Amnesty International (AI) and Human Rights First (HRF) are among rights groups voicing strong opinions today. The Public Record has also heard one of the nation’s most respected Middle East scholars, Samer Shehata, a professor of Arab Politics at George Univerisity.
Amnesty accused the international community of failing the people of Libya in their hour of greatest need as violence spirals and Colonel al-Gadhafi threatens to “cleanse Libya house by house”.
The organization said the response to the Libya crisis by the U.N. Security Council fell “shamefully below what was needed to stop the spiraling violence, and called for concrete action, including an immediate arms embargo and assets freeze.
The U.N. Security Council on Tuesday issued a statement calling for an end to the violence and urging Libya to act with restraint and respect human rights, but took no substantive measures.
AI also criticized the African Union, which has not convened its Peace and Security Council to address the human rights crisis in Libya.
“Colonel al-Gadhafi has publicly made clear his readiness to kill those who oppose him in order to stay in power,” said Salil Shetty, Amnesty International’s Secretary-General.
“This is unacceptable. Colonel al-Gadhafi and all those reporting to him need to know that they will be held personally accountable under international law for the crimes they commit.”
“His threats make the half-hearted response from the international community even more shocking. What Libyans need now is not mere words of concern but immediate, concrete action,” he said, adding:
“As a bare minimum, the Security Council must impose an immediate arms embargo against Libya and an asset freeze against al-Gadhafi and his key security and military advisers.”
AI’s call came as Colonel al-Gadhafi gave a speech in which he called protesters “cockroaches” and “rats,” and compared the situation to China, saying that national unity had been “more important than the people of Tiananmen Square.”
AI also criticized the response of the African Union to the unfolding crisis, which has seen hundreds killed and persistent reports of mercenaries being brought in from African countries by the Libyan leader to violently suppress the protests against him.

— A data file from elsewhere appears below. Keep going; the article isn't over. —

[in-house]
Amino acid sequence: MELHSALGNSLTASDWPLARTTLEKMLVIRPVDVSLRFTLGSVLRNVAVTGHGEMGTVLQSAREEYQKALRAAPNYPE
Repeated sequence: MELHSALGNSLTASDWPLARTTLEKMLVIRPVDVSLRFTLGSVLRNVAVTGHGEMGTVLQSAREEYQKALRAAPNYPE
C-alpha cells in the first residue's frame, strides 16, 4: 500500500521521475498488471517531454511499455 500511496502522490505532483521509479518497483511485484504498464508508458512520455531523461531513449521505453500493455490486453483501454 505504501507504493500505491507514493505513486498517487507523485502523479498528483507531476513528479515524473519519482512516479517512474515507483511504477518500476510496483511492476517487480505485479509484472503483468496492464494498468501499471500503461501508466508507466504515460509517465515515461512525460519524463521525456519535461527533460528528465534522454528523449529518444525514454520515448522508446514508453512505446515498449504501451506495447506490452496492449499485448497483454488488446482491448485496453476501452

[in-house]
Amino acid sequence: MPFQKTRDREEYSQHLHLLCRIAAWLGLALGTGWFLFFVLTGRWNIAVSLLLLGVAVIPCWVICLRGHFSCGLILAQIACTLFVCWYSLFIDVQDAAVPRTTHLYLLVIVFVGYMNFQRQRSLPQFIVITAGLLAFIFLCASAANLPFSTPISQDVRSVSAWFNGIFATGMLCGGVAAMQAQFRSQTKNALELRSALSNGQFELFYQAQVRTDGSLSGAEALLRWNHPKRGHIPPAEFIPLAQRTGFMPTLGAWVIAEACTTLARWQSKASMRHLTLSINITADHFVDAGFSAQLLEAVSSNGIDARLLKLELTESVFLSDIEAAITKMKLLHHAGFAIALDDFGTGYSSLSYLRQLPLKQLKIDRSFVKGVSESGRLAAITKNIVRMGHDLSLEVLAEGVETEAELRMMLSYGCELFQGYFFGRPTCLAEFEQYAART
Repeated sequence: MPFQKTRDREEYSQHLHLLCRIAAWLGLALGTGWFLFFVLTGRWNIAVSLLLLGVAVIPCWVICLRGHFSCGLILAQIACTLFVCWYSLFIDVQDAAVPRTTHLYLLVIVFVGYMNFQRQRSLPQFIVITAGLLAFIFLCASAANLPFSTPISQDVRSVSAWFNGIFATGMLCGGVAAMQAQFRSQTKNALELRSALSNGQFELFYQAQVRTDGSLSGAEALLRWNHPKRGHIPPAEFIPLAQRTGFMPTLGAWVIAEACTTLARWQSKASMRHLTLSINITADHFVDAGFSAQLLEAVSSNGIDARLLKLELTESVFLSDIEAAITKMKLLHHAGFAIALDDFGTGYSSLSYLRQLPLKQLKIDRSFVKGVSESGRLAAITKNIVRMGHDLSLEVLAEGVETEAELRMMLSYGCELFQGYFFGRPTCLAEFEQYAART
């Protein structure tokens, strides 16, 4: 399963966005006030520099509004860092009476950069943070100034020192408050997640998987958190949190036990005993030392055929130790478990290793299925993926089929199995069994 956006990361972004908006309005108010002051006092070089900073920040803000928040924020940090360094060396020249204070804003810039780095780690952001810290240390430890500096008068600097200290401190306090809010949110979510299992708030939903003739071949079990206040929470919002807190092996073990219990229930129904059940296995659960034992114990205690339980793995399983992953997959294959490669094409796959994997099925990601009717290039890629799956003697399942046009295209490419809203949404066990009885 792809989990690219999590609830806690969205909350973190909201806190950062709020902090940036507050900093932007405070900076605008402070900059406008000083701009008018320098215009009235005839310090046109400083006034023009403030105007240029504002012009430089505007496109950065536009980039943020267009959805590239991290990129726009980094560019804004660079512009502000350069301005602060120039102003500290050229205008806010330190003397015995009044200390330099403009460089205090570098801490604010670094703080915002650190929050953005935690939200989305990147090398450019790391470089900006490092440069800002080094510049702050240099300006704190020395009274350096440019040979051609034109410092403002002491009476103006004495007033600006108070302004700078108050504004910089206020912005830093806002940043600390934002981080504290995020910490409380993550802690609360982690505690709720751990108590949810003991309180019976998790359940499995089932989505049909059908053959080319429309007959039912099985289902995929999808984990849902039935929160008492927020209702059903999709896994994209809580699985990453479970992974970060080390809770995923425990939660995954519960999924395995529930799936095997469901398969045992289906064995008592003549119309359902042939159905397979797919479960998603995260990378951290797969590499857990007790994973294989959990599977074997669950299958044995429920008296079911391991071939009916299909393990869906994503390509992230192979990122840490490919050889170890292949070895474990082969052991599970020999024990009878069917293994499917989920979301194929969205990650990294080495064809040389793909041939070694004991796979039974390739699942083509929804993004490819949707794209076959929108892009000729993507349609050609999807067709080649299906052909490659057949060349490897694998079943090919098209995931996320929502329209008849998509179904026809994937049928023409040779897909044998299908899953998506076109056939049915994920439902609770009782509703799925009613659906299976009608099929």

“It is outrageous that the African Union Peace and Security Council has not even met to discuss the emergency taking place in one of its own member states,” said AI’s Shetty.
Amnesty called on the African Union to ensure that its member states, particularly those bordering Libya, are not complicit in human rights abuses in Libya.
The organization also urged the Arab League, which yesterday banned Libya from participation in its meetings, to act at once on its public commitments, in particular by launching an independent Arab investigative committee into the crisis in Libya.
In full, Amnesty International called on:
Prof. Samer Shehata, professor of Middle Eastern politics at Georgetown University, told The Public Record, “I agree fully with the idea of an asset freeze, arms embargo and the possibility of pursuing charges against those in Libya (including Qadhafi) of using military force against an unarmed civilian population. Using helicopter gunships, artillery and the report of military aircraft (and the reported ordering of Libyan naval ships to fire on Benghazi) constitute crimes against humanity.”
Shehata continued: “Qadhafi is a depraved, megalomaniacal dictator and he has been a disaster for Libya, the Arab world and Africa. He runs one of the most autocratic regimes in the world — as a family concern — and the sooner the Libyan people can be rid of him, the better off they will be.”
He added: “I would also hope that the Arab League and the African Union will also pursue all possible measures against colonel Qadhafi and his criminal regime.”